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[Diagnosis of congenital heart defects today. Part 2: Aortic stenosis, aortic isthmus stenosis, tetralogy of Fallot, transposition of great vessels].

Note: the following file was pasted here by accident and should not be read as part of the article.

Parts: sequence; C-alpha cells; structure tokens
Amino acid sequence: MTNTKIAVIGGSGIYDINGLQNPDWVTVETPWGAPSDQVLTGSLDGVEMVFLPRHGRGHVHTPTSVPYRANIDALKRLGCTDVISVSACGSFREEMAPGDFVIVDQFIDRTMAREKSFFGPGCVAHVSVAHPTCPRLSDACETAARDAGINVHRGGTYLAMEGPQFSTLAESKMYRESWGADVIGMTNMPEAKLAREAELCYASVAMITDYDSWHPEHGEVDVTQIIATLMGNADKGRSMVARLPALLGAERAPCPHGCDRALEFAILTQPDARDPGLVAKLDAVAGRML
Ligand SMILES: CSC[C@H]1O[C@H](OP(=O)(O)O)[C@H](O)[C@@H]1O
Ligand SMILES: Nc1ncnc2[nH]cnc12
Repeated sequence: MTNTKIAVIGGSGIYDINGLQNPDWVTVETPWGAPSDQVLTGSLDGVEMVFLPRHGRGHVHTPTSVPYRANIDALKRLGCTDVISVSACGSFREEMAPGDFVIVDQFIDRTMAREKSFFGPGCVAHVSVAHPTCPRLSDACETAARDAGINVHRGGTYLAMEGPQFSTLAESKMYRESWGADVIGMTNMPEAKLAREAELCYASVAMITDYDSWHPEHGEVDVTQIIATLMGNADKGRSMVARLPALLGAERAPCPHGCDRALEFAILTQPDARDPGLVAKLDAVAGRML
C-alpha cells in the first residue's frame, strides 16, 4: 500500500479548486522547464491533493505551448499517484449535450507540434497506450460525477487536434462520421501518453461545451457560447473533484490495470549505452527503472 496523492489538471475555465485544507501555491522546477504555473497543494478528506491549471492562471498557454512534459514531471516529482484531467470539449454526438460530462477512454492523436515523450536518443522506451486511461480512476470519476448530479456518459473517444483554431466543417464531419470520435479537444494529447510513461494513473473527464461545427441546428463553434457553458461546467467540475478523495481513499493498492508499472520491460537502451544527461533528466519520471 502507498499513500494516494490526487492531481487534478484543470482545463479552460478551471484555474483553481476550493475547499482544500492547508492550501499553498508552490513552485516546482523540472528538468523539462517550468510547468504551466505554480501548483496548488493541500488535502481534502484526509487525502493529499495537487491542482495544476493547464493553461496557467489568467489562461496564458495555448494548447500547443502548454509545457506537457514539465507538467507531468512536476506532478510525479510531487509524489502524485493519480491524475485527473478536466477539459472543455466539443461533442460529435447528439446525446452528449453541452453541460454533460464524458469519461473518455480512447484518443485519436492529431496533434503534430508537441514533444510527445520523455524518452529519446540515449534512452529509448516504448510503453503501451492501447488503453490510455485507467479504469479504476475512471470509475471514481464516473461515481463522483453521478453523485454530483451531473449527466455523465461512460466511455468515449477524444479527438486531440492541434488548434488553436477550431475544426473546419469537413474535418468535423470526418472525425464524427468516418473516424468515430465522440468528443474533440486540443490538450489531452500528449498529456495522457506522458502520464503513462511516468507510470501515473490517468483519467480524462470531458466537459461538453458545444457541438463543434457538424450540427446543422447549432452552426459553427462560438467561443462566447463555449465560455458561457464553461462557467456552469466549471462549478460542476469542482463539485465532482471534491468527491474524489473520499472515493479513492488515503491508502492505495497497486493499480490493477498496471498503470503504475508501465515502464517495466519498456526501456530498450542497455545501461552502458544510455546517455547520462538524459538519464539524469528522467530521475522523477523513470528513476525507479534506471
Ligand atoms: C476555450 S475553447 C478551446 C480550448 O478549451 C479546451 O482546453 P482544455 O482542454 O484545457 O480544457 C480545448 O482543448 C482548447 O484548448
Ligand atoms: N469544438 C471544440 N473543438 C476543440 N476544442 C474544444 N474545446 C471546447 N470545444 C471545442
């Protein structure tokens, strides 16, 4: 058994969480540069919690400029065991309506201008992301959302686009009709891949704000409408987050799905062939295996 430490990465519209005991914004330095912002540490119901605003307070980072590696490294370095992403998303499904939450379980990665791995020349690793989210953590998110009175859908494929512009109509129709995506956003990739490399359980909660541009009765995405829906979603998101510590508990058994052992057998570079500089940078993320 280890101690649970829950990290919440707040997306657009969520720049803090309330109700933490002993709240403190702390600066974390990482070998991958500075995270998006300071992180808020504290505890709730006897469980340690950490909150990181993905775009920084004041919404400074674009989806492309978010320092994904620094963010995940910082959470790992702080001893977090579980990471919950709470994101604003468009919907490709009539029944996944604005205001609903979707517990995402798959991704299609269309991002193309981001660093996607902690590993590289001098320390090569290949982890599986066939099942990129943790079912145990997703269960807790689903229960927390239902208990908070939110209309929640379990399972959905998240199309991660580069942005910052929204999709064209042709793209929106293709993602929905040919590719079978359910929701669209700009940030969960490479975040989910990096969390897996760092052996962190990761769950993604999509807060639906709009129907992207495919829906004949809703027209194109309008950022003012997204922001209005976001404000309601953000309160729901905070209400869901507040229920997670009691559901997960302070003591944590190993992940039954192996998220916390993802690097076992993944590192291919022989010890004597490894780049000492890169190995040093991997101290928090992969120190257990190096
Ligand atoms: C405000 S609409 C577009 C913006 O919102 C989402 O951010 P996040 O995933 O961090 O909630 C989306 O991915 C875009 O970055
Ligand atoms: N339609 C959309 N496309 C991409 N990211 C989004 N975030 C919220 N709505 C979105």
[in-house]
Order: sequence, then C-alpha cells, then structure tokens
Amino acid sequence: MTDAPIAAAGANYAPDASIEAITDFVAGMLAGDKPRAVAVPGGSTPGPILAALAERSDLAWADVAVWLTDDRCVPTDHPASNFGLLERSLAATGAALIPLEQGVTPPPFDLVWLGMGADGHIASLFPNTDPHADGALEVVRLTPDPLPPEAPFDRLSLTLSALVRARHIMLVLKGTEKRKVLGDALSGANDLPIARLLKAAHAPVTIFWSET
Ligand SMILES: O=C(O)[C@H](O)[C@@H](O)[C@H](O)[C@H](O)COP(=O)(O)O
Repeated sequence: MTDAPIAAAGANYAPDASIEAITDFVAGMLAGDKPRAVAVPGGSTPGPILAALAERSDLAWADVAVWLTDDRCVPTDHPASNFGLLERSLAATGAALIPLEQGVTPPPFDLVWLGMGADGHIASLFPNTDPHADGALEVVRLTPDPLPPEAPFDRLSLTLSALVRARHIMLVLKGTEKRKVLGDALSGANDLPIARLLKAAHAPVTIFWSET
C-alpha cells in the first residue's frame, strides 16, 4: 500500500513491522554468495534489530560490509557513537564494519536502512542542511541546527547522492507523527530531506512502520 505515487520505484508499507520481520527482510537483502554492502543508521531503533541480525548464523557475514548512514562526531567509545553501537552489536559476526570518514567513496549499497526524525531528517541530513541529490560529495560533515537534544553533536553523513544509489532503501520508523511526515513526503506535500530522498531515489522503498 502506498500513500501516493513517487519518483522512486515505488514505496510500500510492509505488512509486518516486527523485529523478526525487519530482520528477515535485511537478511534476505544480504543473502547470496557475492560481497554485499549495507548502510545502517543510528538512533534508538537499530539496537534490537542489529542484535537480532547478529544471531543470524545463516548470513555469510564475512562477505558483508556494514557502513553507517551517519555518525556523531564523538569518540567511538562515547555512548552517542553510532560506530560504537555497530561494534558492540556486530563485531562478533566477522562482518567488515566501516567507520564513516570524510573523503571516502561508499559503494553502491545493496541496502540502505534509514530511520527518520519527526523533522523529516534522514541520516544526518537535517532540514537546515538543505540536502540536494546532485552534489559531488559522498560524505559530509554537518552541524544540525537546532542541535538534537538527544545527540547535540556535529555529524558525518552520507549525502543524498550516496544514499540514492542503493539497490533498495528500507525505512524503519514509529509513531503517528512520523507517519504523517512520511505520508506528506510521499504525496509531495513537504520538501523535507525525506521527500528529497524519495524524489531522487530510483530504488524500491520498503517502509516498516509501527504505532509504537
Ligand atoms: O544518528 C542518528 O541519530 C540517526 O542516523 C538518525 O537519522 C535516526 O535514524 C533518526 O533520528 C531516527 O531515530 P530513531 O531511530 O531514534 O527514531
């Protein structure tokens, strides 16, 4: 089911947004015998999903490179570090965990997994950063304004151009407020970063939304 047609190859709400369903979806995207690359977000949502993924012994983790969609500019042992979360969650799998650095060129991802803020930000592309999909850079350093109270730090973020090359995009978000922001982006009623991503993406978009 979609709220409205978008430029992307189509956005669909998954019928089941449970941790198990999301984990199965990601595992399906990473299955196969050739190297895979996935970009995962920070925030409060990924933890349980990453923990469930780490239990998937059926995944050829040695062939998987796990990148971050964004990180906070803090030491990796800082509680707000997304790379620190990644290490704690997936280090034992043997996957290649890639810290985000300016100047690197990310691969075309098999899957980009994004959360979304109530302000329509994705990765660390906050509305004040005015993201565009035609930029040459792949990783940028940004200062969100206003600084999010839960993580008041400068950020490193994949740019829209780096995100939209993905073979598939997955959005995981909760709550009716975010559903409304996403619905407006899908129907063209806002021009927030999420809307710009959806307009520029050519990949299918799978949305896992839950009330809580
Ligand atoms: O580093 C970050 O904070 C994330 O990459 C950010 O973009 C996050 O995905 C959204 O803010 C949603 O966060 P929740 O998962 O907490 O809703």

In this second part of our review, the diagnosis of the following congenital heart disease is discussed: aortic stenosis, aortic isthmus stenosis (coarctation of the aorta), Fallot's tetralogy and transposition of the great vessels. Aortic stenosis and coarctation of the aorta each represents a spectrum of cardiac diseases of varying severity. Cases that are clinical less severe may escape diagnosis until late childhood or adolescence. Fallot's tetralogy and transposition of the great vessels in contrast, lead to cyanosis, and are therefore usually diagnosed already in the young infant. In all four conditions, the suspected diagnosis can be established on the basis of clinical or auscultatory findings. Further diagnostic clarification is achieved with the aid of non-invasive procedures such as CT scan, chest X-ray, echocardiography and, where indicated, NMR imaging. Additional cardiac catheterization is required only in the case of the tetralogy of Fallot.

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